Bloc Québécois

The Bloc highlights their past advocacy in support of the Treaty on the Prohibition of Nuclear Weapons. We appreciate the focus on Canadian action in the face of recent proliferation and modernization and the call for Canada to attend the First Meeting of States Parties of the Treaty on the Prohibition of Nuclear Weapons. We look forward to seeing all Bloc MPs in the new parliament sign the ICAN Parliamentary Pledge.

The Conservative Party

The Green Party

The Liberal Party

The Liberal Party asked us to refer to their platform. This topic is not addressed in their platform.


People's Party of Canada

Autonomous Weapons Systems

  • Canada is participating in the multilateral meetings held since 2014 on technical, legal, ethical, and operational concerns relating to “lethal autonomous weapons systems” or “killer robots”, but has said little and has yet to issue national policy on the topic. Autonomous weapons systems are not armed drones, but instead they are future weapons that would be able to select and fire upon targets without human involvement. In 2019, the Minister of Foreign Affairs’ mandate letter instructed them to “Advance international efforts to ban the development and use of fully autonomous weapons systems.” Polling data continues to show strong support from Canadians for a pre-emptive ban on autonomous weapons systems. If your party forms the government after this election, how will your government work to advance international efforts to ban autonomous weapons systems?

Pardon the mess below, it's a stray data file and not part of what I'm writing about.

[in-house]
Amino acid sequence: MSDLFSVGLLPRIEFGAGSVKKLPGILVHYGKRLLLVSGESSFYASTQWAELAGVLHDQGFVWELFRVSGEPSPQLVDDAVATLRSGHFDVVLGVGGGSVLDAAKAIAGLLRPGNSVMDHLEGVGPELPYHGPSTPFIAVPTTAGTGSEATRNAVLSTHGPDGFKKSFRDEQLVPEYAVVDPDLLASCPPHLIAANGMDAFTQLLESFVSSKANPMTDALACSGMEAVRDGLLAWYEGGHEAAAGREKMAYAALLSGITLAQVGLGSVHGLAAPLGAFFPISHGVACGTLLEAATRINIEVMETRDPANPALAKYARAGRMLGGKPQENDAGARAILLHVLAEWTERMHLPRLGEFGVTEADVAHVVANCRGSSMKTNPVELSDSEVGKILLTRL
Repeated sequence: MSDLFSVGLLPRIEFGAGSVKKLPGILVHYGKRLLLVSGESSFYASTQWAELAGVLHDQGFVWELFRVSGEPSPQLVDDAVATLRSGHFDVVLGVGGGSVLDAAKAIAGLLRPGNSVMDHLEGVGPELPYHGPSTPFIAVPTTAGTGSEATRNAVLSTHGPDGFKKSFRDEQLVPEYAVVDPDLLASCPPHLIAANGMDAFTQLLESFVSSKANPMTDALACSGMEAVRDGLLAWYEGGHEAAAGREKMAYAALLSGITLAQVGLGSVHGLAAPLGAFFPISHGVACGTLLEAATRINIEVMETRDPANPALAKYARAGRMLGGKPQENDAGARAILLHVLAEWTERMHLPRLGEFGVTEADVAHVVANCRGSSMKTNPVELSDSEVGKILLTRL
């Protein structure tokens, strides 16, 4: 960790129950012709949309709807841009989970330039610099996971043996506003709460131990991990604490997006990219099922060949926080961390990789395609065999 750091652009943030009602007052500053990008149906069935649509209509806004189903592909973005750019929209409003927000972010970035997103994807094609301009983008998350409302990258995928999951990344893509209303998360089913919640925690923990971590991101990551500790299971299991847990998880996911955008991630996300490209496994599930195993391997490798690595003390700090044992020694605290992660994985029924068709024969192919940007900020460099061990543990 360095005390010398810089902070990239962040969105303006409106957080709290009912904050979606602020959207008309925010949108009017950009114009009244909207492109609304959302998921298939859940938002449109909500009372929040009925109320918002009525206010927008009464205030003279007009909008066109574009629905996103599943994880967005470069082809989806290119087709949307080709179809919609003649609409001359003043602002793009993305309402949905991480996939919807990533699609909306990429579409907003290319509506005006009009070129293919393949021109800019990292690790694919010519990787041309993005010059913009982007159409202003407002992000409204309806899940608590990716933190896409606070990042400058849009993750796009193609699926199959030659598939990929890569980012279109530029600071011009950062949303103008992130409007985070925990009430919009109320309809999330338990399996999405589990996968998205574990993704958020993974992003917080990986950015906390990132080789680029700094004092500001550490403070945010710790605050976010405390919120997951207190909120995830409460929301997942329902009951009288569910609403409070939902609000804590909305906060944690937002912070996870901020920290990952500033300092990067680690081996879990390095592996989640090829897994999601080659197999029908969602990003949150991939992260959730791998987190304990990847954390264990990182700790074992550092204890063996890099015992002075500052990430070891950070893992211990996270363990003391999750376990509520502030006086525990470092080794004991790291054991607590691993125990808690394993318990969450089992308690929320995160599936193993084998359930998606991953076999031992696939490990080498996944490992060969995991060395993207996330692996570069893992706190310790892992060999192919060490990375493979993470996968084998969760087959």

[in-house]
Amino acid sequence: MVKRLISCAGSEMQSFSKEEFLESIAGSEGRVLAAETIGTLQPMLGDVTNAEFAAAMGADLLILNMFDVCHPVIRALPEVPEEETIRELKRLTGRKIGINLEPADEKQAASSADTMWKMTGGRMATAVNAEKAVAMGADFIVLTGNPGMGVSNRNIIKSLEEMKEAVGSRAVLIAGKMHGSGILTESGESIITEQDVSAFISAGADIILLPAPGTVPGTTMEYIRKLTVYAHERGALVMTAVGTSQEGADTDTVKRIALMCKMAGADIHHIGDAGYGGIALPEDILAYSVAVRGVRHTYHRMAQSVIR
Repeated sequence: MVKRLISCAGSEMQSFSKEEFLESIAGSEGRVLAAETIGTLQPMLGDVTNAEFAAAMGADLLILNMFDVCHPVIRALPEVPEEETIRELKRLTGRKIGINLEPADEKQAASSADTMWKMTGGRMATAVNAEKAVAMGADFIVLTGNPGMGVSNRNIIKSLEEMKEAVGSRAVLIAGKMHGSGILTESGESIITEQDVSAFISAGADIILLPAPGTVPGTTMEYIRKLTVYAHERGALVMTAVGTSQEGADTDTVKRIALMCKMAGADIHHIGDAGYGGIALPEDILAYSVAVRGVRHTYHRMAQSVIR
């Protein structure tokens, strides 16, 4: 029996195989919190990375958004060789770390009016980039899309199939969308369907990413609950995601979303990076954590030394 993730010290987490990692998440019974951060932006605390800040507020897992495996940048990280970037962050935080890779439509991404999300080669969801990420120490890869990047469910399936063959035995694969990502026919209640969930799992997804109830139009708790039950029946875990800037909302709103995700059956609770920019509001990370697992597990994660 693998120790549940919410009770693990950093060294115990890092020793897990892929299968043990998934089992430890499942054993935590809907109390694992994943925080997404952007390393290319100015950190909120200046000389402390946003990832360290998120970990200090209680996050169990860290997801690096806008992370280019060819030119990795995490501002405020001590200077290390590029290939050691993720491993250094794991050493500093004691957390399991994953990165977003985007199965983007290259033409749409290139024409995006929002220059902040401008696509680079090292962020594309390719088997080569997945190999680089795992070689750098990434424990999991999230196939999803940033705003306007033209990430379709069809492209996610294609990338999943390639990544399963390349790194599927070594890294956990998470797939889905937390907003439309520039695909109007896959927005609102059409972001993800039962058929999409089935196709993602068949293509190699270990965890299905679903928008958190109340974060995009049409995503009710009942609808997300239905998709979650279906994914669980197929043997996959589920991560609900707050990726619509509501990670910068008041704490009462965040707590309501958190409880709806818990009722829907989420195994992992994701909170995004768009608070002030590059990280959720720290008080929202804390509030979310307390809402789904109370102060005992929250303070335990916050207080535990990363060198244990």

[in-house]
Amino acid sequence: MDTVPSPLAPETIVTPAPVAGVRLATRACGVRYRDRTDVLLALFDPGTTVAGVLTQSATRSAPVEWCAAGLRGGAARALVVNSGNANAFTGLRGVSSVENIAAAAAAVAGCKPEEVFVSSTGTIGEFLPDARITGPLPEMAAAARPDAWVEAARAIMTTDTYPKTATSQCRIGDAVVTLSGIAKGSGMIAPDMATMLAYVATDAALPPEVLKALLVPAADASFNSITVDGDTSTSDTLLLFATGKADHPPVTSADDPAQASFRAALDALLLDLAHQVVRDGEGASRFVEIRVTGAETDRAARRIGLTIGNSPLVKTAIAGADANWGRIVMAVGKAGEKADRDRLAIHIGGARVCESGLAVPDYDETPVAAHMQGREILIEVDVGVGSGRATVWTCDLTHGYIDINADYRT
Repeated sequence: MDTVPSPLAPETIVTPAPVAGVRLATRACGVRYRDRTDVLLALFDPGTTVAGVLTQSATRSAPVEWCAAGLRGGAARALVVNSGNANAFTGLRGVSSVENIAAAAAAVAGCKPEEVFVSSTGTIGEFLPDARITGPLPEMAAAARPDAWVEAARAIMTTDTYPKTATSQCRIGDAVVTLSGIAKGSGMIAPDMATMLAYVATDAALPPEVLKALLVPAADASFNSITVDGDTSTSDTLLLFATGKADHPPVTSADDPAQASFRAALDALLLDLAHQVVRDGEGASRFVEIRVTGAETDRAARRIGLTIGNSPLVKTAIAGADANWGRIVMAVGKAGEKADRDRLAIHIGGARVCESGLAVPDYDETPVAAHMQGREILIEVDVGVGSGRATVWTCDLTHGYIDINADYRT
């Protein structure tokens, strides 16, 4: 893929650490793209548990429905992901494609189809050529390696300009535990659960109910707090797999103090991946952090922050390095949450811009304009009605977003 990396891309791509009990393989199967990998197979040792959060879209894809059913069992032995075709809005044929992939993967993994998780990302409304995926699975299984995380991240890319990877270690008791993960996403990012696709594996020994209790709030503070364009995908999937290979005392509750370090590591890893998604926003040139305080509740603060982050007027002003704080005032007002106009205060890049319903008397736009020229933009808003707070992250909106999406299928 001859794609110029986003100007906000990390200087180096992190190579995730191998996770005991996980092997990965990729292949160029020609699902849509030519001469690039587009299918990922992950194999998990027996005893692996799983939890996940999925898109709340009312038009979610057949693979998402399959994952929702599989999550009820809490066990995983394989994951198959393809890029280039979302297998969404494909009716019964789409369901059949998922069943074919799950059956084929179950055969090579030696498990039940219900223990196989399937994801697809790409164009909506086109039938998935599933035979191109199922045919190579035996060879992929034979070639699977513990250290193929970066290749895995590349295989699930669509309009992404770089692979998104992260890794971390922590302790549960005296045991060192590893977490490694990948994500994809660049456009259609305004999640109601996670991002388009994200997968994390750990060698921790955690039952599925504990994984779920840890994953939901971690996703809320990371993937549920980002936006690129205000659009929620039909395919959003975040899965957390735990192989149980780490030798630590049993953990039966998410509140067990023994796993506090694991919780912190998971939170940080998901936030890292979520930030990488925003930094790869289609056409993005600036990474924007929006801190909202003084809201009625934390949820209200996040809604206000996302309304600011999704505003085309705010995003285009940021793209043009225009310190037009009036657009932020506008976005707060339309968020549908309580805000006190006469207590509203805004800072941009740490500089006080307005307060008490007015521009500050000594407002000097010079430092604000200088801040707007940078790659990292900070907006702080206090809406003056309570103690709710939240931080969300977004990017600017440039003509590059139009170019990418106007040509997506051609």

• A Canadian robotics company was the first commercial business in the world to support the call for a ban on autonomous weapons. Since then hundreds of other company leaders & founders have joined them. Canadian scientists, roboticists and artificial intelligence experts were among the first (the first?) in the world to call for a ban. If your party forms the next government what leadership roles do you see Canada taking on this issue?